Monday, 30 January 2012
Monday Musings - Review of Daylight Saving by Edward Hogan
(I received this book from the author in exchange for a fair and honest review.)
The Leisure World Holiday Complex, with so many sports and games available, might be the holiday of a lifetime for some teens – but Daniel Lever certainly isn’t one of them. Dragged there by his dad, and feeling guilty over his role in his parents’ separation, Daniel’s expecting he’ll hate it, and his early experiences seem to suggest he’s right. Then he meets a mysterious girl who he’d like to know better – but why do her bruises keep getting worse, and does her watch really tick backwards? More worryingly, why can’t anyone else see her?
Adult author Edward Hogan makes his teen debut here with a real chiller. Capturing the central couple and the way their relationship develops brilliantly, he also keeps things tense and fantastically atmospheric right the way through this novel. It stands out as being really unique in its premise and Hogan makes the ghost parts work very well. I also found the way that Hogan gradually revealed more and more of Daniel's backgrounds, and the events which had led to his parents' separation, to be very well done. In addition, he has an extremely readable writing style, with his dialogue being particularly good. Special mention for the superb ending, which worked perfectly and was beautifully written.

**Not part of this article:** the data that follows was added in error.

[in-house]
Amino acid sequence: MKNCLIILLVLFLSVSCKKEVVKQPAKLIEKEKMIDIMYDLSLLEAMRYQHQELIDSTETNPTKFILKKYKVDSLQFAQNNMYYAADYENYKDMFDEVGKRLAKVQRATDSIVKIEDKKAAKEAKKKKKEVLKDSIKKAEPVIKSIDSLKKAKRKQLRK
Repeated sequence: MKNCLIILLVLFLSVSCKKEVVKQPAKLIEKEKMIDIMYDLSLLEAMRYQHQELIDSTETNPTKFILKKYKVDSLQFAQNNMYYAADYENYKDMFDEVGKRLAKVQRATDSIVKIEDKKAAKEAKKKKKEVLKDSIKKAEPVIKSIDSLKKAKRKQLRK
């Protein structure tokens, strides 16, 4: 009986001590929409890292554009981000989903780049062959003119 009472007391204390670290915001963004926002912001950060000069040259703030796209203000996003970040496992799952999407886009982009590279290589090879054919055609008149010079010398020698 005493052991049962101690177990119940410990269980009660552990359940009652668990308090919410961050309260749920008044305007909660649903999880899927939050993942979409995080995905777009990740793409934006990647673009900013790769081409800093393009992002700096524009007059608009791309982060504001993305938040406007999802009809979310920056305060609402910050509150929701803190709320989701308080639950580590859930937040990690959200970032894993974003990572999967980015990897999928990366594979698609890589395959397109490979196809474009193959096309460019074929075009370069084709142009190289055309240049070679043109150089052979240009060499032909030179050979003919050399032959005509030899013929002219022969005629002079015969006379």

Even though Daniel was a really well developed central character and Lexi, the strange girl, was fantastic, Daniel’s father came close to stealing the entire book for me. I thought the way he handled – or struggled to handle – his split with Daniel’s mother was incredibly well done, and loved the way he and Daniel’s relationship changed as the novel progressed. Apart from anything else, it’s hard not to warm to someone who talks to tomato plants!
High recommendation for this one, Edward Hogan is definitely someone whose future work I'll be keeping a close eye on.
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Great review. I enjoyed watching how Daniel's relationship with his father changed too & have to admit to laughing when the dad kept talking to the tomato plant!ReplyDelete